Availability: The DM algorithm is available in Affymetrix's Genotyping Tools software package and in Affymetrix's GDAS software package. See http://www.affymetrix.com for further information. 10 K and 100 K mapping array data are available on the Affymetrix website.
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http://dx.doi.org/10.1093/bioinformatics/bti275DOI Listing
May 2005

Algorithms for large-scale genotyping microarrays.

Bioinformatics 2003 Dec;19(18):2397-403

Affymetrix, Inc., 3380 Central Expressway, Santa Clara, CA 95051, USA.

Motivation: Analysis of many thousands of single nucleotide polymorphisms (SNPs) across whole genome is crucial to efficiently map disease genes and understanding susceptibility to diseases, drug efficacy and side effects for different populations and individuals. High density oligonucleotide microarrays provide the possibility for such analysis with reasonable cost. Such analysis requires accurate, reliable methods for feature extraction, classification, statistical modeling and filtering.

Results: We propose the modified partitioning around medoids as a classification method for relative allele signals. We use the average silhouette width, separation and other quantities as quality measures for genotyping classification. We form robust statistical models based on the classification results and use these models to make genotype calls and calculate quality measures of calls. We apply our algorithms to several different genotyping microarrays. We use reference types, informative Mendelian relationship in families, and leave-one-out cross validation to verify our results. The concordance rates with the single base extension reference types are 99.36% for the SNPs on autosomes and 99.64% for the SNPs on sex chromosomes. The concordance of the leave-one-out test is over 99.5% and is 99.9% higher for AA, AB and BB cells. We also provide a method to determine the gender of a sample based on the heterozygous call rate of SNPs on the X chromosome. See http://www.affymetrix.com for further information. The microarray data will also be available from the Affymetrix web site.

Availability: The algorithms will be available commercially in the Affymetrix software package.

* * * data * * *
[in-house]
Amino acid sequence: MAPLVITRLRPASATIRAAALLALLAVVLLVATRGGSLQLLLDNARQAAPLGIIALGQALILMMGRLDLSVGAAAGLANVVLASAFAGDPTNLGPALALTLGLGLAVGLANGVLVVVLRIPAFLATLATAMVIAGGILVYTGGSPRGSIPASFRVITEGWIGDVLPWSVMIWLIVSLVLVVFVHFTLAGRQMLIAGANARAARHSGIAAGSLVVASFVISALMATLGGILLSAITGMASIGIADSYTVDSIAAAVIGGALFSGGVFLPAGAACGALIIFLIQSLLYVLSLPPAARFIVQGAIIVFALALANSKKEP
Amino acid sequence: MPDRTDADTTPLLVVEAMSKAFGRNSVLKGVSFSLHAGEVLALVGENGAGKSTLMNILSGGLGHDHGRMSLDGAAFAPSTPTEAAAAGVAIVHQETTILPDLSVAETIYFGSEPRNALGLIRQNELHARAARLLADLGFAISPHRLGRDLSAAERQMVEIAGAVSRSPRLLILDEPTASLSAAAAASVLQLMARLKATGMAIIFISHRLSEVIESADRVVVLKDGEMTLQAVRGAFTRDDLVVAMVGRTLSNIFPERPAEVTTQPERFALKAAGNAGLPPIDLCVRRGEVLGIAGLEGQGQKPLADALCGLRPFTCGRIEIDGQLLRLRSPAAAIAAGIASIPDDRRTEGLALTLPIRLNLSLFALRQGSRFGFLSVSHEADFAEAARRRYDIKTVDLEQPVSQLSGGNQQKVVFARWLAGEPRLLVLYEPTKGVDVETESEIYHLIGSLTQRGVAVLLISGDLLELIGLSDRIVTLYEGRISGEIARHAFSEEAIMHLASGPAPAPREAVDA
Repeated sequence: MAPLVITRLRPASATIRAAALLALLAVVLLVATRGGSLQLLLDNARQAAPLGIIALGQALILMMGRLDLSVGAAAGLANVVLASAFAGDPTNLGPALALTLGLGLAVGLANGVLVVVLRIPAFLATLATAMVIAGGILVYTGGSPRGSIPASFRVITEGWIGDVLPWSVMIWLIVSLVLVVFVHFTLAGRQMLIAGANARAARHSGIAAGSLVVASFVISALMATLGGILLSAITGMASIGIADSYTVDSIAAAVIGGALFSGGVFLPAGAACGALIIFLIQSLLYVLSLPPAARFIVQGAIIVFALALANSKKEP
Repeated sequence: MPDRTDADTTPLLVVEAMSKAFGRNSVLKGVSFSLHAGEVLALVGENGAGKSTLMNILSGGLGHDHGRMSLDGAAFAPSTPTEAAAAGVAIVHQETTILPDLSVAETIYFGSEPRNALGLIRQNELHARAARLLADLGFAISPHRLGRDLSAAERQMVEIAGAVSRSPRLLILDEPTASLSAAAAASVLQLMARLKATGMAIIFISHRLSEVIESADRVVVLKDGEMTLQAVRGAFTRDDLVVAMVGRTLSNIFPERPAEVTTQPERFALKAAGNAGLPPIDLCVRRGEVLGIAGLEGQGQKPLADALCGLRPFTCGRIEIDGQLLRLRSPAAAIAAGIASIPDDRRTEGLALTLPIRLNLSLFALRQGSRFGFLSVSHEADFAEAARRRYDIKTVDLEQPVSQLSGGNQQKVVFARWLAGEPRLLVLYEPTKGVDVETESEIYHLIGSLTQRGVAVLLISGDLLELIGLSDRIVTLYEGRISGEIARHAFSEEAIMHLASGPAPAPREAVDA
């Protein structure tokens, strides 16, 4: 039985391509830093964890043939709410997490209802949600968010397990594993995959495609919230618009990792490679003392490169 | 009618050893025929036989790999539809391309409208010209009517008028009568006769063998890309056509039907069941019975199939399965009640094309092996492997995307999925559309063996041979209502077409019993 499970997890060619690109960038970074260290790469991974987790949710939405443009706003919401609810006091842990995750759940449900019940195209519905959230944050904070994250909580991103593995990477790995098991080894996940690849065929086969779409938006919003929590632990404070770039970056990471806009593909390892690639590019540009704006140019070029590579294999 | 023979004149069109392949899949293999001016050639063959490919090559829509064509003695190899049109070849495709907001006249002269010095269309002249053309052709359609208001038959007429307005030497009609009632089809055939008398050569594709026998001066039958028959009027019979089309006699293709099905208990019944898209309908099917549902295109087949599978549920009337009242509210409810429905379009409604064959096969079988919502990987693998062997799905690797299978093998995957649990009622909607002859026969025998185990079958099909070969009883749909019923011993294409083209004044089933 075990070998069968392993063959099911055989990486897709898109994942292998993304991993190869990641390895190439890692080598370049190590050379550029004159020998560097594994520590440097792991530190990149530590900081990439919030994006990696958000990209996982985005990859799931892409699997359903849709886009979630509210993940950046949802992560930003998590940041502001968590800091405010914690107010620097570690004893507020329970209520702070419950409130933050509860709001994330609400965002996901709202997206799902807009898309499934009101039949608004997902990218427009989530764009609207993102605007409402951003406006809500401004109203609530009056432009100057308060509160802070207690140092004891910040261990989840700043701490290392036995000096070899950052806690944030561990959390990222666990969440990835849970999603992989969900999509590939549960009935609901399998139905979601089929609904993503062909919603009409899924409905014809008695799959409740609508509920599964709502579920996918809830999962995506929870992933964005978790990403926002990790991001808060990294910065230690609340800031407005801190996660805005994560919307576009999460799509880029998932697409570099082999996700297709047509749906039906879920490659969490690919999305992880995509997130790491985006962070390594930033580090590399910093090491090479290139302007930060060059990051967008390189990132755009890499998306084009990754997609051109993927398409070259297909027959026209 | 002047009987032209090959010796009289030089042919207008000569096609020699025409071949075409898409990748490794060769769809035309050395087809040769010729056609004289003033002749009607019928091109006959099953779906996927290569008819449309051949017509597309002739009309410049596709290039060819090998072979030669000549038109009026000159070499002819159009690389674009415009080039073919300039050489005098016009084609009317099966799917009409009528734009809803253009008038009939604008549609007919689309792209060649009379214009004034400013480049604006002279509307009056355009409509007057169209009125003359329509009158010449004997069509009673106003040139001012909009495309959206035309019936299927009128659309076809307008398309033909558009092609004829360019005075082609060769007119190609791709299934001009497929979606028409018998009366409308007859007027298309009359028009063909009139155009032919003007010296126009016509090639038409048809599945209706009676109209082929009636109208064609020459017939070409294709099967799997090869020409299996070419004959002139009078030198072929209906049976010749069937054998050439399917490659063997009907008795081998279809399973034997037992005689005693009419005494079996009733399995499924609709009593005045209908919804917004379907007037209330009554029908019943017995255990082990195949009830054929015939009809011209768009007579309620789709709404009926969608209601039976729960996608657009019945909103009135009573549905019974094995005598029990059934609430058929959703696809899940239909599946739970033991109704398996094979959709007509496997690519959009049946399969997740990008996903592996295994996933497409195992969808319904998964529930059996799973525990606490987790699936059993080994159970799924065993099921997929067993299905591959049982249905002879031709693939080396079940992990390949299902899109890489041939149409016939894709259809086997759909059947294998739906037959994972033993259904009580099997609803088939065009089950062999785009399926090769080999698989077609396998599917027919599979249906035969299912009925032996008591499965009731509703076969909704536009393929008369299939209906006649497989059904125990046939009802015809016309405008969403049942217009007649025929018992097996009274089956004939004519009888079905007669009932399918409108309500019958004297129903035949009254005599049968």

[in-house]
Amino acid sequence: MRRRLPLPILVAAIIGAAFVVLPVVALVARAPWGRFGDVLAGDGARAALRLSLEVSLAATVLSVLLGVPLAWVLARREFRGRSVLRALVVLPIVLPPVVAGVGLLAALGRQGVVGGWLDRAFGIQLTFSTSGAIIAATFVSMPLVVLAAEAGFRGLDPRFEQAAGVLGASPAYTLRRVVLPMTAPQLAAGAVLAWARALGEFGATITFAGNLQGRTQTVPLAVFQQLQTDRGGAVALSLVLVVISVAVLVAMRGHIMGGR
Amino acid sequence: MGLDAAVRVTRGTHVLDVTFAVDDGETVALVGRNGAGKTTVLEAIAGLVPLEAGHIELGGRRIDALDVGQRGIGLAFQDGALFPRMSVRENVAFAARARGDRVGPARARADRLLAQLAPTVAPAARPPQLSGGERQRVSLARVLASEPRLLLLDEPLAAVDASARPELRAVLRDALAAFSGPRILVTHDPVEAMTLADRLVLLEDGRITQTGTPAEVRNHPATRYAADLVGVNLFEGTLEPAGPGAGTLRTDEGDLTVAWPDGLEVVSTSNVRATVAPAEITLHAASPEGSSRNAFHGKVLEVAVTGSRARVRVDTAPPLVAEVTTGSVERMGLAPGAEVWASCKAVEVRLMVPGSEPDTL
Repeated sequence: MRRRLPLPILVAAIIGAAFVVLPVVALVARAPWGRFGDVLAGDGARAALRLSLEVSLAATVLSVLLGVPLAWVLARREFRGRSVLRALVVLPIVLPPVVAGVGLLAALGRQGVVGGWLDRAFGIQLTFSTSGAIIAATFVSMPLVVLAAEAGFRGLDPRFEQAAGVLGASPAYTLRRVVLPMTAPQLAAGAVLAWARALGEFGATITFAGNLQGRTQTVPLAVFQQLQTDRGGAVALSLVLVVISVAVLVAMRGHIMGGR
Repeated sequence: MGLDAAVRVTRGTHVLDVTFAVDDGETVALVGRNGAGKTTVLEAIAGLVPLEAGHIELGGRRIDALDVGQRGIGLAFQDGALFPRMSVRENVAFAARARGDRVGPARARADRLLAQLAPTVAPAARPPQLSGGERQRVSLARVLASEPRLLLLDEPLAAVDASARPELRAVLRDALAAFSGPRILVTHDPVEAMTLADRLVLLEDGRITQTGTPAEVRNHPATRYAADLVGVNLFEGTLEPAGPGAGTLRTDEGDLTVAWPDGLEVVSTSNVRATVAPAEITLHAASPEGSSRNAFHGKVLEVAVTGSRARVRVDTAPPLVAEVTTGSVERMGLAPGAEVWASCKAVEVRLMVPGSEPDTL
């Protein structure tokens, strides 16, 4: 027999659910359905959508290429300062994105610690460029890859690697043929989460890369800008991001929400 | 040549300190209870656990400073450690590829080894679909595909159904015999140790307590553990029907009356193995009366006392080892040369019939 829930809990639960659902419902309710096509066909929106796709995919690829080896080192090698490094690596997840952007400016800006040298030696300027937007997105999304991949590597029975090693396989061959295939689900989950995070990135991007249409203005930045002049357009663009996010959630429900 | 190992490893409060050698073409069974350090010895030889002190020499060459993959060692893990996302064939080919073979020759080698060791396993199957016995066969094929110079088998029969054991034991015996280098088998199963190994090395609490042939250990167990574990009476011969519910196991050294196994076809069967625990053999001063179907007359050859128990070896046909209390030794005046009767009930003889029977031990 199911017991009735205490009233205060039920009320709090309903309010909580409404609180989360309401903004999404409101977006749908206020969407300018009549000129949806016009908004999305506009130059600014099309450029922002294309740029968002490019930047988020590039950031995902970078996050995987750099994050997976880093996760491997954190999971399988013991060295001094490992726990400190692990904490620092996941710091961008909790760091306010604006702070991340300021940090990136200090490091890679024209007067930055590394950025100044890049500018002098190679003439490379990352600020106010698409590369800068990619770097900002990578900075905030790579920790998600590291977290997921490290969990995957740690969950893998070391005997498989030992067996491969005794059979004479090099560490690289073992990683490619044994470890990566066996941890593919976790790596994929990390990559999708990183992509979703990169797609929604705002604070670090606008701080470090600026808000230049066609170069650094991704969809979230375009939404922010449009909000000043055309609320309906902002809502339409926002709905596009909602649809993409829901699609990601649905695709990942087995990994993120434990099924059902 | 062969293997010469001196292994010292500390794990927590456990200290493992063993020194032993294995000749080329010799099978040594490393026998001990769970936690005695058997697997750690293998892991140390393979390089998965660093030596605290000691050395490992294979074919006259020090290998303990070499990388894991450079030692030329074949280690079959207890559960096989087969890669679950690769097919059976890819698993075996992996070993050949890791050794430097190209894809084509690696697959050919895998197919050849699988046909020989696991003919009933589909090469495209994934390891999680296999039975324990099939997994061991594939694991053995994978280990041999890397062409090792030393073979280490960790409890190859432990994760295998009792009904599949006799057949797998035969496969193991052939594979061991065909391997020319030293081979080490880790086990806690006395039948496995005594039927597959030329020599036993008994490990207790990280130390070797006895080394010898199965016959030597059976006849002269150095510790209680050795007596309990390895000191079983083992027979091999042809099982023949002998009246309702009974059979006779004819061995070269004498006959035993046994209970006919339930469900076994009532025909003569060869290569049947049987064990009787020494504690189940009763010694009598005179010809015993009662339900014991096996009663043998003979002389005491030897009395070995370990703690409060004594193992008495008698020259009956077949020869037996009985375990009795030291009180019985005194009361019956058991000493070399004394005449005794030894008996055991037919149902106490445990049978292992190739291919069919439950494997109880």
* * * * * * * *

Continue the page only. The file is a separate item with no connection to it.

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http://dx.doi.org/10.1093/bioinformatics/btg332DOI Listing
December 2003

Probe selection for high-density oligonucleotide arrays.

Proc Natl Acad Sci U S A 2003 Sep 19;100(20):11237-42. Epub 2003 Sep 19.

Affymetrix, Inc., Santa Clara, CA 95051, USA.

High-density oligonucleotide microarrays enable simultaneous monitoring of expression levels of tens of thousands of transcripts. For accurate detection and quantitation of transcripts in the presence of cellular mRNA, it is essential to design microarrays whose oligonucleotide probes produce hybridization intensities that accurately reflect the concentration of original mRNA. We present a model-based approach that predicts optimal probes by using sequence and empirical information. We constructed a thermodynamic model for hybridization behavior and determined the influence of empirical factors on the effective fitting parameters. We designed Affymetrix GeneChip probe arrays that contained all 25-mer probes for hundreds of human and yeast transcripts and collected data over a 4,000-fold concentration range. Multiple linear regression models were built to predict hybridization intensities of each probe at given target concentrations, and each intensity profile is summarized by a probe response metric. We selected probe sets to represent each transcript that were optimized with respect to responsiveness, independence (degree to which probe sequences are nonoverlapping), and uniqueness (lack of similarity to sequences in the expressed genomic background). We show that this approach is capable of selecting probes with high sensitivity and specificity for high-density oligonucleotide arrays.
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http://dx.doi.org/10.1073/pnas.1534744100DOI Listing
http://www.ncbi.nlm.nih.gov/pmc/articles/PMC208741PMC
September 2003